Eric Essix performing Evolution
Featuring 5 Men On A Stool and vocalist Tracy Hamlin
To commemorate the 50th anniversary of the 16th Street Baptist church bombing, UAB's Alys Stephens Performing Arts Center is developing and producing community events and performances the week of September 15, 2013, to engage the community through the healing power of the arts.
Evolution is the title of the landmark 20th CD by Eric Essix, which musically charts the spiritual growth and healing of Birmingham 50 years after the events that energized the Civil Rights Movement in 1963. The local native and Alabama Jazz Hall of Fame member will debut Evolution as part of the Alys Stephens Center's September 2013 commemoration of those historic events – including the bombing of Birmingham's 16th Street Baptist Church – which forever changed our nation. On this recording, Essix's guitar fronts contemporary jazz arrangements supported by traditional jazz instrumentation throughout most of the set. Along with six new compositions –all written by Essix – are covers of a handful of well-known songs by various popular artists. "With this project, I definitely wanted to, of course, acknowledge the past but also highlight the amazing progress we've made over the past 50 years," says Essix, who is also co-founder of the annual Preserve Jazz Festival in Hoover. "Birmingham is my home. I have seen the segregation of the past and the tremendous growth of this city first hand, and I'm proud of where we are today and of the strength and resolve of the people here." Joining Essix for this concert will be the dynamic ensemble 5 Men on a Stool and vocalist Tracy Hamlin. You won't want to miss this evening of remembrance, celebration, and healing.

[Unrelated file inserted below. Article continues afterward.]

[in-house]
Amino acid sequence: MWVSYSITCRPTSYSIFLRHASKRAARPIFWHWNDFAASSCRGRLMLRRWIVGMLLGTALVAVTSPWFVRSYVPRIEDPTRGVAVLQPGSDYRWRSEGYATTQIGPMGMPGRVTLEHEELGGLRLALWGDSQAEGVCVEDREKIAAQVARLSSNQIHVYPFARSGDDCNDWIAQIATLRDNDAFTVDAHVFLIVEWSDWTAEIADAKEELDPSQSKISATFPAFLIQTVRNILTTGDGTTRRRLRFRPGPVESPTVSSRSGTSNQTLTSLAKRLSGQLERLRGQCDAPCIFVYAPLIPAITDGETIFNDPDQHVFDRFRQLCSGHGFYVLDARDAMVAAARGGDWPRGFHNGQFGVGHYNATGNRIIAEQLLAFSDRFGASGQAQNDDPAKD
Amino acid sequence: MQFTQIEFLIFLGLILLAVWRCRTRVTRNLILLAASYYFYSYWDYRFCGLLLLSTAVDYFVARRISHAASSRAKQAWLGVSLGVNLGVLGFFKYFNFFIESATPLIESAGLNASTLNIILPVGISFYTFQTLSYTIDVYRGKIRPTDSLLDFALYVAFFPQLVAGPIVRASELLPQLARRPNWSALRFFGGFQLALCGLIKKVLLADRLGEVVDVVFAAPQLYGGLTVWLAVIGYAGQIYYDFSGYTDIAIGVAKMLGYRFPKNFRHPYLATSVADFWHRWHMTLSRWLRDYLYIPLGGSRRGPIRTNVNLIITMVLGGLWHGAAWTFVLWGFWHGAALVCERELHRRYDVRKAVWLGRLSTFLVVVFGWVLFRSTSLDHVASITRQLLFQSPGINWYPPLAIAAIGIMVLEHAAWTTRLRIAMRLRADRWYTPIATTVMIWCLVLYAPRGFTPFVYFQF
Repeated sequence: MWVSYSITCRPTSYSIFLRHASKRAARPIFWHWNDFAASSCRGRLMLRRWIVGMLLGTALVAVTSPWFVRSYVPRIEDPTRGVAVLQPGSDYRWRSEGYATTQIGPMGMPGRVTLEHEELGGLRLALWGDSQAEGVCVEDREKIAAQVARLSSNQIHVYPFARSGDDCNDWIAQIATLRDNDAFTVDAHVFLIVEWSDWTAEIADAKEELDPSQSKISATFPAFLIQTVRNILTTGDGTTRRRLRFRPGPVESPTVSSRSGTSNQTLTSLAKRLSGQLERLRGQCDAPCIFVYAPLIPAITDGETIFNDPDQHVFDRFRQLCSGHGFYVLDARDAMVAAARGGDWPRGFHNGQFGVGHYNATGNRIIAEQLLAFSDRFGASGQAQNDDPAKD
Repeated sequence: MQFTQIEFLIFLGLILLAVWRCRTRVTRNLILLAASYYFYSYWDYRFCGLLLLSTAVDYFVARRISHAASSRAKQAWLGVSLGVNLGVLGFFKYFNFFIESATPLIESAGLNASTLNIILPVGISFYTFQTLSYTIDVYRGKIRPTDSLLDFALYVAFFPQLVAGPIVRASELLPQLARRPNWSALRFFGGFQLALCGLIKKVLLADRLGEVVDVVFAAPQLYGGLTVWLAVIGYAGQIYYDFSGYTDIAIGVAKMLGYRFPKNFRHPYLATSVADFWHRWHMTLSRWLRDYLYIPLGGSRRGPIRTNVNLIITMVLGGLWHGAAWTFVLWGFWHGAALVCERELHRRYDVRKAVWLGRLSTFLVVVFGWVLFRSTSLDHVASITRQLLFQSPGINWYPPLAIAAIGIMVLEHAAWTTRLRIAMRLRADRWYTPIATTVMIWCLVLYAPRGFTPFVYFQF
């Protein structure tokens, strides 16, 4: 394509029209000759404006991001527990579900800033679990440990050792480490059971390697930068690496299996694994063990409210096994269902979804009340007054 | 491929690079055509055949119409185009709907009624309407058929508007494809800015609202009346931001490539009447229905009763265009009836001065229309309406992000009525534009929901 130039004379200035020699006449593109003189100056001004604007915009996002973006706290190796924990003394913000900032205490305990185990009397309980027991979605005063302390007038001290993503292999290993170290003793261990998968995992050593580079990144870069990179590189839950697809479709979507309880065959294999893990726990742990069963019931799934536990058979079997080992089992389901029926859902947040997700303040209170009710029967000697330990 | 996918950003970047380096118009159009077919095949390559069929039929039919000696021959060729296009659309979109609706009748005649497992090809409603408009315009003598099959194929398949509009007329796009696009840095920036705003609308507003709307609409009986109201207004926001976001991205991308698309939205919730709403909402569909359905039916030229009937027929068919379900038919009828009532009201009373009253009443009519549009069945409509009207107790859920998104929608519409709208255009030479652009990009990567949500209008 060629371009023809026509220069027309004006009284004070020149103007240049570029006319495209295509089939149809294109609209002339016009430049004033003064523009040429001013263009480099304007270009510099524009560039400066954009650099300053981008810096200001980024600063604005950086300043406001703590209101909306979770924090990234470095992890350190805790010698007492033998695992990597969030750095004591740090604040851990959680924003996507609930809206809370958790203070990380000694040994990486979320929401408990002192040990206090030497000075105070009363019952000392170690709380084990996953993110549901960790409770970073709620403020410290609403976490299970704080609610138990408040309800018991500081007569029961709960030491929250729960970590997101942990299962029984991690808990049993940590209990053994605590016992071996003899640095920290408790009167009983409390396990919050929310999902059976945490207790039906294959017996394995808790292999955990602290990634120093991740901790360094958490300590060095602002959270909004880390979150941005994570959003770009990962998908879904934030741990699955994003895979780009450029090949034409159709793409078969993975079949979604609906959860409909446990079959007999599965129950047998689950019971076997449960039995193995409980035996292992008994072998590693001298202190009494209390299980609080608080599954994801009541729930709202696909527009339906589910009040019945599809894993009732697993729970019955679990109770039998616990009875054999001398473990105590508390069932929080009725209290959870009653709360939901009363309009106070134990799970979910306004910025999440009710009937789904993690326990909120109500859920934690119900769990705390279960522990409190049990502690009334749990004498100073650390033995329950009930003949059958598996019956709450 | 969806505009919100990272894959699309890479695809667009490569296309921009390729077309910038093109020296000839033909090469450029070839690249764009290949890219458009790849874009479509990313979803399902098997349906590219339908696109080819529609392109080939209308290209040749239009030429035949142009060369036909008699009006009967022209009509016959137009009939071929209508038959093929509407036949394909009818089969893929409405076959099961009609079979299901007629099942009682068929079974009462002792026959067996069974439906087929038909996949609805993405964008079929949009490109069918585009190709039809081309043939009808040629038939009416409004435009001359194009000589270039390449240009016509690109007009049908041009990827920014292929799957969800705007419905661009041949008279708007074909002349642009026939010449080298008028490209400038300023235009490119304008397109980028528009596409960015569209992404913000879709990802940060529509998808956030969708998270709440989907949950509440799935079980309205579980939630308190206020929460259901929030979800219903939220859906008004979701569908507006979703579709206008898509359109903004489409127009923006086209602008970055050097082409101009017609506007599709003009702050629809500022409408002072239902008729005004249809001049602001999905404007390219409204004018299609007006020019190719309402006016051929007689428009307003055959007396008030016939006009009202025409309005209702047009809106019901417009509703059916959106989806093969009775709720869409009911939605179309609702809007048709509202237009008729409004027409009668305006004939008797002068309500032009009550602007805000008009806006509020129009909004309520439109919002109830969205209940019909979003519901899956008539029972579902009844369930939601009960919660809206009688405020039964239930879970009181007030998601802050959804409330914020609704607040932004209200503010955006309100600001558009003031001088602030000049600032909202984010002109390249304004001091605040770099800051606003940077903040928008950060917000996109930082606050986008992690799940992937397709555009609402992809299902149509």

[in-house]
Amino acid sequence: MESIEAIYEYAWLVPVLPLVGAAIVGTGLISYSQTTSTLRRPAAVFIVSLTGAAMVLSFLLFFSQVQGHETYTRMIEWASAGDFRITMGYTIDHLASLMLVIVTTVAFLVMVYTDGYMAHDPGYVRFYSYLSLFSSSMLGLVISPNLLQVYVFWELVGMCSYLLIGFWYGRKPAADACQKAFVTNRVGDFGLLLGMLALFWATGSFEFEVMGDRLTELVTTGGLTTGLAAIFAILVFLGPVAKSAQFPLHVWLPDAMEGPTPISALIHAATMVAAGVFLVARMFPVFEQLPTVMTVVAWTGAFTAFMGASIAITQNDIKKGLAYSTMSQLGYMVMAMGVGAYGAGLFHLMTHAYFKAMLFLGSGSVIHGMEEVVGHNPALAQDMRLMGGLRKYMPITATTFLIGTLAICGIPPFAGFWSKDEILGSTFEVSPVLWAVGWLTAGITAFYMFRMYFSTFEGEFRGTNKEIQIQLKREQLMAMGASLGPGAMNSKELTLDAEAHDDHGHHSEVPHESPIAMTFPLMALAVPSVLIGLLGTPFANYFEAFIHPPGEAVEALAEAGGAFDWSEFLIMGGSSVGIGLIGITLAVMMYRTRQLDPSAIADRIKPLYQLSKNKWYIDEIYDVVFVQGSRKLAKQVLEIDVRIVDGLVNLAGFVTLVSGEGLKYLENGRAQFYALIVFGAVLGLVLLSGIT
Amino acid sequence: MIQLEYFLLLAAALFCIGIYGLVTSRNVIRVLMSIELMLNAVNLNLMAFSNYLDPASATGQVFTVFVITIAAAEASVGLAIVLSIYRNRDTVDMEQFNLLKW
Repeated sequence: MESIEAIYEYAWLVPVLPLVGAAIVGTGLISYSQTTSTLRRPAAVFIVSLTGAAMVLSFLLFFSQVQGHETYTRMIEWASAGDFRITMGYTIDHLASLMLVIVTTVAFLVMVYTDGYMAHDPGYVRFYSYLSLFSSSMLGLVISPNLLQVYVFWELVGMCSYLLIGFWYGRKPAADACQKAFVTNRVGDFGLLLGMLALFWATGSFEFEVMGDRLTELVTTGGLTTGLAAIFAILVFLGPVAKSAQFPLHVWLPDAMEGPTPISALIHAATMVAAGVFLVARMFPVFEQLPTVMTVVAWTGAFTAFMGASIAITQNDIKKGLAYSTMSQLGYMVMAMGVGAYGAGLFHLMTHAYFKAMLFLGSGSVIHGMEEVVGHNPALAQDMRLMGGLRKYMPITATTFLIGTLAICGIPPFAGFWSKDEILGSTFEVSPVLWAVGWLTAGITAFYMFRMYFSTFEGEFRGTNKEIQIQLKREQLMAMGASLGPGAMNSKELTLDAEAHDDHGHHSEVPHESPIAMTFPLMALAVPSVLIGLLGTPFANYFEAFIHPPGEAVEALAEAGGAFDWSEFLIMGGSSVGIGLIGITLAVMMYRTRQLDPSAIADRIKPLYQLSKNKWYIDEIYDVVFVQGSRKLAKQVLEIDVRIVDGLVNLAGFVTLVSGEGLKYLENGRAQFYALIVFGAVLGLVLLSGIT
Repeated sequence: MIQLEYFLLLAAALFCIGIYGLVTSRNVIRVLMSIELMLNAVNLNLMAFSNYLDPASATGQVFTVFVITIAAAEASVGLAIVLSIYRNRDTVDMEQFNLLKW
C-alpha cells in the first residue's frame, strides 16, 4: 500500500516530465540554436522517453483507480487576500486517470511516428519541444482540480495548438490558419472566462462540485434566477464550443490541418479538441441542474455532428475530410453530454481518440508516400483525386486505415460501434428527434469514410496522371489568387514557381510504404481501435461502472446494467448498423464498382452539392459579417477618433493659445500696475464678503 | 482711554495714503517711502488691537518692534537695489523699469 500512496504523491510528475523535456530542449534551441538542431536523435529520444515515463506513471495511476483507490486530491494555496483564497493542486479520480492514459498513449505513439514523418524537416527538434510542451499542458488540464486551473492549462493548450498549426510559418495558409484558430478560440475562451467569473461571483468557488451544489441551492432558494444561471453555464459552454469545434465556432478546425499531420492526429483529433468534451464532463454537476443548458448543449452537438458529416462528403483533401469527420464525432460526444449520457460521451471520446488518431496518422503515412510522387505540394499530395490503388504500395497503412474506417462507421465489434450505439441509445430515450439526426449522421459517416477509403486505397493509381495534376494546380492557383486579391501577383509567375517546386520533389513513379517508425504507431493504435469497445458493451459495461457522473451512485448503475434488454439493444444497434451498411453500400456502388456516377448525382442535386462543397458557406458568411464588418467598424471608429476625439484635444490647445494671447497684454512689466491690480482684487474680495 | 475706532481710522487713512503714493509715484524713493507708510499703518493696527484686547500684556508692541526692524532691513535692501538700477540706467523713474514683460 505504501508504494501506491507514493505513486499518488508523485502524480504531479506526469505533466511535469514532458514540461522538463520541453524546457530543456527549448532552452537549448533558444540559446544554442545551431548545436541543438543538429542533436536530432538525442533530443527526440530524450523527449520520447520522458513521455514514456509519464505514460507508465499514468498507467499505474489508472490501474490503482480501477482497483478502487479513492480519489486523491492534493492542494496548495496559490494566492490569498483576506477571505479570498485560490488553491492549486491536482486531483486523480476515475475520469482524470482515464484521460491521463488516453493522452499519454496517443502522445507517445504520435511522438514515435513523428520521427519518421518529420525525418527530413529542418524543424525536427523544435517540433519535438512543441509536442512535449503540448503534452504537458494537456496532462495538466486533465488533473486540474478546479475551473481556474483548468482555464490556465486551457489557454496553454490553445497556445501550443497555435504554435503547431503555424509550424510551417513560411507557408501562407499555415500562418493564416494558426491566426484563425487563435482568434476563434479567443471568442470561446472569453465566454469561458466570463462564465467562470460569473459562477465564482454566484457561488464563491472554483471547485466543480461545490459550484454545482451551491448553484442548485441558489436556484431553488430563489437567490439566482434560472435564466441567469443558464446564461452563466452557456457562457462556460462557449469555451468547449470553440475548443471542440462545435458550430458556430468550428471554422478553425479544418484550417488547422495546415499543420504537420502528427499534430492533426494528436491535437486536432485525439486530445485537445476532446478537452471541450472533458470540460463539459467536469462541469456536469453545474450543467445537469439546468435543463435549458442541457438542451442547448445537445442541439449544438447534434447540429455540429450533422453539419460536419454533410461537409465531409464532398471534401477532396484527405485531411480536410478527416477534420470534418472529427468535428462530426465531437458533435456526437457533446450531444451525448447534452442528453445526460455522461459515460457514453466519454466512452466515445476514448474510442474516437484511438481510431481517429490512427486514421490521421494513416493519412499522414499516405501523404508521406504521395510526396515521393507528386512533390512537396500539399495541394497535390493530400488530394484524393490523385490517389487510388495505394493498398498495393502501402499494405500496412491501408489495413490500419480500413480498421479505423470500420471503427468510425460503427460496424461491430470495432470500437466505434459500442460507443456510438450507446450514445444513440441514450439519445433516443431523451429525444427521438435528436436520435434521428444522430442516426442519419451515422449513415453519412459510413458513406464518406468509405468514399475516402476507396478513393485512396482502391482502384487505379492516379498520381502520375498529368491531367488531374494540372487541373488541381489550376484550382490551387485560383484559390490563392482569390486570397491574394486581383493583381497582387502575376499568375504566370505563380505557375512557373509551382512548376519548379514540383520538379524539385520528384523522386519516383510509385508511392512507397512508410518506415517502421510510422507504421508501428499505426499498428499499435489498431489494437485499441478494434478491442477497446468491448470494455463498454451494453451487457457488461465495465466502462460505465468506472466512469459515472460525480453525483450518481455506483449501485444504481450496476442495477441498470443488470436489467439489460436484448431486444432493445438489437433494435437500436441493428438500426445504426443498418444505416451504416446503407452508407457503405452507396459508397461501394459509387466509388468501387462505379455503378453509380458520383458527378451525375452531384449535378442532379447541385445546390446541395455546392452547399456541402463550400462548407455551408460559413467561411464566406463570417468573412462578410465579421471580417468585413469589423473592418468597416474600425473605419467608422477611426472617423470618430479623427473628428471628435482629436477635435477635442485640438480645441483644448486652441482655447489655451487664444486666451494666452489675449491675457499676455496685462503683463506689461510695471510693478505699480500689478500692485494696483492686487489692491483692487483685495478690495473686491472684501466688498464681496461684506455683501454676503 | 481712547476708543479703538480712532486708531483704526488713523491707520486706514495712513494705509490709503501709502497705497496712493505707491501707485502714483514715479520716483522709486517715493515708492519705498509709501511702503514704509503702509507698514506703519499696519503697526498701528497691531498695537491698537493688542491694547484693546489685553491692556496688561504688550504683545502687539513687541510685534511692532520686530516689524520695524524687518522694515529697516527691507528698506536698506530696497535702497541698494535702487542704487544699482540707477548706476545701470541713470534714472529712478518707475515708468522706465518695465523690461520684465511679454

More About The Artist
Who better to commemorate 1963 than Birmingham Native and Alabama Jazz Hall of Fame Inductee Eric Essix. Essix will perform songs from his landmark 20th recording titled Evolution, a musical diary that examines the progress of Birmingham over the past 50 years and into the future. A guitarist with intimate personal, family, and community connections to the subject matter, Essix has produced and recorded songs that have a direct connection to the Civil Rights Movement for more than a decade:
2000 – For Four (An original composition dedicated to the girls who died in the bombing)
People Get Ready (Curtis Mayfield)
2004 – Ain't Gonna Let Nobody Turn Me ‘Round (march anthem)
2005 – Abide With Me (a ten-song collection of Negro spirituals and hymns)
2009 – We Shall Overcome and Shuttlesworth Drive (An original composition dedicated to the late Rev. Fred Shuttlesworth) on Essix's Birmingham album. The latter was a #1 contemporary jazz hit that stayed in the top 5 of the national jazz radio charts for more than 20 weeks.
When Essix is not on stage, he serves as artist coordinator at UAB's Alys Stephens Center and an instructor of jazz studies and music technology in UAB's Department of Music.
ArtPlay Meet the Artist School Show: Friday, September 20, 10am Jemison Concert Hall.
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They’ve rocked some of the biggest stages in the business. Finally, Robert Randolph & The Family Band are bringing
their intense, good-time funk, and brilliant pedal steel guitar playing to the ASC. » First, let’s talk guitar. Randolph’s
unprecedented prowess on his instrument garnered him a spot on Rolling Stone’s “100 Greatest Guitarists of All Time”
list. Rolling Stone called the group “one of the most intense live acts in all of jamdom,” making their appearance at the ASC one that should not be missed. Robert Randolph & The Family Band will be a show that will have you dancing in your seat!
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